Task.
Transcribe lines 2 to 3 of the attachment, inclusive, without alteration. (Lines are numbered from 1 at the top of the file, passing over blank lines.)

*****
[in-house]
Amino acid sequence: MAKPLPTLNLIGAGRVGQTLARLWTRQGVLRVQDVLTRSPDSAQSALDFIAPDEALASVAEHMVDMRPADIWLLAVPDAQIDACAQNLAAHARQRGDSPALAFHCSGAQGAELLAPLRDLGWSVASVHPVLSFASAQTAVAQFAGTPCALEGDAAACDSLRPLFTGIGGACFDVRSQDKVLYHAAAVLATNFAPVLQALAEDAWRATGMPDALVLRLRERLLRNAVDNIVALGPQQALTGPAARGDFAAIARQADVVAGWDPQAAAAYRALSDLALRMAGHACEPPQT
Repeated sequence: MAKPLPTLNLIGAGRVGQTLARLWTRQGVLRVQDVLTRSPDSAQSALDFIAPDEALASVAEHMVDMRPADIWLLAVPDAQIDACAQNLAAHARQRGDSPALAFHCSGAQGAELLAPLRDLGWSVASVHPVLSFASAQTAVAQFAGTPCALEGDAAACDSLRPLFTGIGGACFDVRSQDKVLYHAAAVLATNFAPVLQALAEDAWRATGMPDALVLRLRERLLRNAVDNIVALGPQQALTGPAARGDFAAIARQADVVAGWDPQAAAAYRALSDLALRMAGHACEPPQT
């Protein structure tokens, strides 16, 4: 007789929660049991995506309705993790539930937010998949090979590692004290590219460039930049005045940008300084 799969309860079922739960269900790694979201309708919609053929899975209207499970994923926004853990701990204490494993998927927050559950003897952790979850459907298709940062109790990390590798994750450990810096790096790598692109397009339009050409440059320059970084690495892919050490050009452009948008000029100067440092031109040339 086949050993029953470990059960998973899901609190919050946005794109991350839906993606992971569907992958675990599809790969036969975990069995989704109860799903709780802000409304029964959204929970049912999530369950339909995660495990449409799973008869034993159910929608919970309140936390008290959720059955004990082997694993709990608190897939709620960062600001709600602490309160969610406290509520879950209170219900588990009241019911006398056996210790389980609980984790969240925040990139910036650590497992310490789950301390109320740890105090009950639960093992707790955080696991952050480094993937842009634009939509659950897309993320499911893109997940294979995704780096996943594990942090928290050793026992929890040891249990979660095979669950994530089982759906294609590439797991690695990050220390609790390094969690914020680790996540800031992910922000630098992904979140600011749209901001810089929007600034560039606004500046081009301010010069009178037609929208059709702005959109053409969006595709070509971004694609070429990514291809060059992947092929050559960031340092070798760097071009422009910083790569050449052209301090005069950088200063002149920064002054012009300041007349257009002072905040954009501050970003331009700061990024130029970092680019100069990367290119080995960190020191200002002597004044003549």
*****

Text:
Amino acid sequence: MAKPLPTLNLIGAGRVGQTLARLWTRQGVLRVQDVLTRSPDSAQSALDFIAPDEALASVAEHMVDMRPADIWLLAVPDAQIDACAQNLAAHARQRGDSPALAFHCSGAQGAELLAPLRDLGWSVASVHPVLSFASAQTAVAQFAGTPCALEGDAAACDSLRPLFTGIGGACFDVRSQDKVLYHAAAVLATNFAPVLQALAEDAWRATGMPDALVLRLRERLLRNAVDNIVALGPQQALTGPAARGDFAAIARQADVVAGWDPQAAAAYRALSDLALRMAGHACEPPQT
Repeated sequence: MAKPLPTLNLIGAGRVGQTLARLWTRQGVLRVQDVLTRSPDSAQSALDFIAPDEALASVAEHMVDMRPADIWLLAVPDAQIDACAQNLAAHARQRGDSPALAFHCSGAQGAELLAPLRDLGWSVASVHPVLSFASAQTAVAQFAGTPCALEGDAAACDSLRPLFTGIGGACFDVRSQDKVLYHAAAVLATNFAPVLQALAEDAWRATGMPDALVLRLRERLLRNAVDNIVALGPQQALTGPAARGDFAAIARQADVVAGWDPQAAAAYRALSDLALRMAGHACEPPQT